Naloxone can also cause other adverse events, including:

  • Other cardiovascular effects (hypertension, hypotension, tachycardia, ventricular fibrillation, ventricular tachycardia).
  • Central nervous system effects, such as agitation, body pain, brain disease, and coma.
  • Cases of allergy or hypersensitivity. Naloxone is contraindicated in people with hypersensitivity to naloxone or any of its formulation components.

Naloxone should be used with caution in people who:

  • Have cardiovascular disease.
  • Are currently taking medications that could have adverse effects on their cardiovascular system, including low blood pressure, pulmonary edema, and abnormal heart rhythms. There have been reports of opioid antagonists leading to pulmonary edema and ventricular fibrillation.8

What is the difference between naloxone and naltrexone?

Naloxone is an emergency treatment that can reverse opioid overdose, and it can often be acquired over the counter without a prescription. Naltrexone is not an emergency medicine – it is a substance use treatment prescribed by a doctor.9 Naltrexone is taken either as pills or an injection, and it blocks opioids and alcohol from providing the “high” feeling that people get from using these substances. However, it doesn’t actually stop you from being intoxicated, even if you don’t feel drunk or high. Do not drive or do anything that requires you to be mentally alert.

How can I get naloxone (Narcan)?

In most states, you don’t need a prescription to get naloxone from a pharmacy. Ask your doctor or pharmacist about getting naloxone.

In New York state, you may be eligible for the Naloxone Co-payment Assistance Program (N-CAP), which can help reduce the cost of naloxone.10 Other states also have naloxone awareness programs, so check to see what programs exist in your state.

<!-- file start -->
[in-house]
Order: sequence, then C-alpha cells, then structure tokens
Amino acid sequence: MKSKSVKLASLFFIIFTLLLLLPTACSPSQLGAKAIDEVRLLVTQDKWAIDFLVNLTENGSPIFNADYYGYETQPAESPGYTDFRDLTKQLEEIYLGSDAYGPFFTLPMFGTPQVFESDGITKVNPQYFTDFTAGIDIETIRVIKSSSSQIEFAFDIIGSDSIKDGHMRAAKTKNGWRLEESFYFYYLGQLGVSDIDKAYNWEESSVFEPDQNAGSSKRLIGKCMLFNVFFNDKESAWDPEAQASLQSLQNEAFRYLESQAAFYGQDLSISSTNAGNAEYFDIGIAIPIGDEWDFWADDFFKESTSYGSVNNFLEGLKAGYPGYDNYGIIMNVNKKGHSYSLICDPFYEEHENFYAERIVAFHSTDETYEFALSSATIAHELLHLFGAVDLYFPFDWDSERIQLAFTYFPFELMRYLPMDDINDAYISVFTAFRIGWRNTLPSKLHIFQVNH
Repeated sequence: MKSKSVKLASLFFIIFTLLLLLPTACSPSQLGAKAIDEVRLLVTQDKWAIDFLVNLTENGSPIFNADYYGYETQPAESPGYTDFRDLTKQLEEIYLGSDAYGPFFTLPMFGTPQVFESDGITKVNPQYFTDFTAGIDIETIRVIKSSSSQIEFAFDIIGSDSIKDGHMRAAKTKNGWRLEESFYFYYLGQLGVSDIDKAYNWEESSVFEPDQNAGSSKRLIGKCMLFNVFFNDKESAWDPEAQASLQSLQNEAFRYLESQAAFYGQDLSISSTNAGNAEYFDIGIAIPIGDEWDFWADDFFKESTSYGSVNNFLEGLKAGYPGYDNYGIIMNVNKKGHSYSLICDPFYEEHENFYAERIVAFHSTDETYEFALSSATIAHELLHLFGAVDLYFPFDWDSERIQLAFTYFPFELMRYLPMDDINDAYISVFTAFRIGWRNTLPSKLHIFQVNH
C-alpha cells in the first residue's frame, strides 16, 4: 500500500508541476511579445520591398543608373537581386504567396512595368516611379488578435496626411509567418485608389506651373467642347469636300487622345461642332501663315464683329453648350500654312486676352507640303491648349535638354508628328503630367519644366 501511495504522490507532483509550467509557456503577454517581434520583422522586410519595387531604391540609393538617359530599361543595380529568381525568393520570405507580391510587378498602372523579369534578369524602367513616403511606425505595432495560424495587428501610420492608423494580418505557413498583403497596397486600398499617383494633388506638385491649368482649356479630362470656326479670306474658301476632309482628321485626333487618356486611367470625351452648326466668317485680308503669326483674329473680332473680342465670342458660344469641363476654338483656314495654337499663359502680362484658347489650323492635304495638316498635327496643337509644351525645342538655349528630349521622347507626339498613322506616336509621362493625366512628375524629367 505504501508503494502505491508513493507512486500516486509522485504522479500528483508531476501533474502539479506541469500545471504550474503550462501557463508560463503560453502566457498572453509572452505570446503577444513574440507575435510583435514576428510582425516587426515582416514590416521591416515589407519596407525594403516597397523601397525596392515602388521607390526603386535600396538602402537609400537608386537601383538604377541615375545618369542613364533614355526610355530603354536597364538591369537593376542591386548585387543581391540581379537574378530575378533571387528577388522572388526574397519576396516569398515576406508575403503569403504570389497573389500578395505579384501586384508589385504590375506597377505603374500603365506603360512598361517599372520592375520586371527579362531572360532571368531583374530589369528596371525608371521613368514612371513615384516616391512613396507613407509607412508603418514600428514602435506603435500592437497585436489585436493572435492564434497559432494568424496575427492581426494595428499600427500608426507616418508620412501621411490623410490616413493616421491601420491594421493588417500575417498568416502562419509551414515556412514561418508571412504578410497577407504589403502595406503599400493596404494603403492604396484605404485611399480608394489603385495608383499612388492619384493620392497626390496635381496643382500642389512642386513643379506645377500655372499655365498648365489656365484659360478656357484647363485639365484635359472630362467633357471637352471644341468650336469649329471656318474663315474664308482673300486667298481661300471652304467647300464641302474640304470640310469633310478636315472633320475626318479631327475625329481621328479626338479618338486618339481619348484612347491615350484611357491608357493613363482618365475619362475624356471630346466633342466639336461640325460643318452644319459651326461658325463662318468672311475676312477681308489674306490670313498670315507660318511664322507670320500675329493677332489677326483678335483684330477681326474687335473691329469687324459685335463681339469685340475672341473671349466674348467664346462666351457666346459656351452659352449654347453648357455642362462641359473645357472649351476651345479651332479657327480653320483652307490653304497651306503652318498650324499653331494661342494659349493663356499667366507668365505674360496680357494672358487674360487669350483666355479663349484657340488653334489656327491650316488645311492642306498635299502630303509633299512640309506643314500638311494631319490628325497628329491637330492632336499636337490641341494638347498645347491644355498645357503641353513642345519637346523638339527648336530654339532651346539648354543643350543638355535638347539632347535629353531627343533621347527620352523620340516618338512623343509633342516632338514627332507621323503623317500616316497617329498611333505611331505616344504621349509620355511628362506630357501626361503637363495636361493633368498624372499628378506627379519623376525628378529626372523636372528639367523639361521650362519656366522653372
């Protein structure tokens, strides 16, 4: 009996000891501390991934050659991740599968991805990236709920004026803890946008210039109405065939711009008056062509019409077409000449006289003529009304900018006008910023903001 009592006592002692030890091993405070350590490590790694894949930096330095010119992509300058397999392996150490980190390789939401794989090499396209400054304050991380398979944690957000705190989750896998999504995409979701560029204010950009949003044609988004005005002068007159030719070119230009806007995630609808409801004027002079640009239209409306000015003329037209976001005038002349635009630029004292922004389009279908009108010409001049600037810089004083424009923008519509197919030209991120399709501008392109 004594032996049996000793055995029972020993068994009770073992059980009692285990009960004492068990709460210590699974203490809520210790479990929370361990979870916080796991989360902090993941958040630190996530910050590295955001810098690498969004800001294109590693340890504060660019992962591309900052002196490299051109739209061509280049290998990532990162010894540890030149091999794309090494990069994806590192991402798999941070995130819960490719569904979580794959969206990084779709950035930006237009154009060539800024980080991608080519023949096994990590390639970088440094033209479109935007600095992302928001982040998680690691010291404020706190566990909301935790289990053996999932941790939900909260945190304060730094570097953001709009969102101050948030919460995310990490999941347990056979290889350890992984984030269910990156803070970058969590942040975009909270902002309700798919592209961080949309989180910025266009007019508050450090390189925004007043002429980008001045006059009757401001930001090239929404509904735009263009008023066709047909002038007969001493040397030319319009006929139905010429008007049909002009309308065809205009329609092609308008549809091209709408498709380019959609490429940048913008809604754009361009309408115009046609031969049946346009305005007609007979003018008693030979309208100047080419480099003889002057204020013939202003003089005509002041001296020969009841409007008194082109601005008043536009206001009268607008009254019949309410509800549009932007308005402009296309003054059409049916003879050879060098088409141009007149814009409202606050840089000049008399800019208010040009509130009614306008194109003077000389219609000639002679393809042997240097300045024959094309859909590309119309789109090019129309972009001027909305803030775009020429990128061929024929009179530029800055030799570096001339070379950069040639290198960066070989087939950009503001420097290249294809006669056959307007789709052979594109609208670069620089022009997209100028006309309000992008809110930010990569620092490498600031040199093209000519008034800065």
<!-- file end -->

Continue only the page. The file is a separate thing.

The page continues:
If you are having surgery at HSS, you can ask about getting a naloxone (Narcan) kit for free from HSS. HSS is a certified distributor for the NYS Opioid Overdose Program. The chronic pain service has naloxone kits available for patients in the hospital.


Seth A. Waldman, MD
Assistant Attending Anesthesiologist, Hospital for Special Surgery
Clinical Assistant Professor of Anesthesiology, Weill Cornell Medical College

Related articles


  1. Naloxone. Centers for Disease Control and Prevention. 2012 Apr 21. Retrieved from
  2. Nadia Kounang. Naloxone reverses 93% of overdoses, but many recipients don’t survive a year. 2017 Oct 30. Retrieved from
  3. Narcanti. Minimally Invasive Neurosurgery Clinic. 2022 Jan 23. Retrieved from
  4. Opioid Overdose Basics: Understanding Naloxone. The Harm Reduction Coalition. 2020 Sep 8. Retrieved from
  5. Centers for Disease Control and Prevention. Fentanyl Facts. 2023 Jun 27. Naloxone. Retrieved from
  6. Seth A. Waldman, MD. How to Use Naloxone | Reversing an Opioid Overdose. Hospital for Special Surgery. 2022 Jul 6. Retrieved from
  7. Naloxone (Monograph). American Society of Health-System Pharmacists. 2023 Mar 30. Retrieved from
  8. Naloxone Hydrochloride. Hospira, Inc. 2019 Sep. Retrieved from
  9. Marijke Vroomen Durning, RN. Naloxone vs. Naltrexone. WebMD. 2022 Apr 29. Retrieved from
  10. Availability of Naloxone in Pharmacies. New York State Department of Health. 2023 Feb. Retrieved from

(Return to top.)

Success Stories


In-person and virtual appointments

Related Content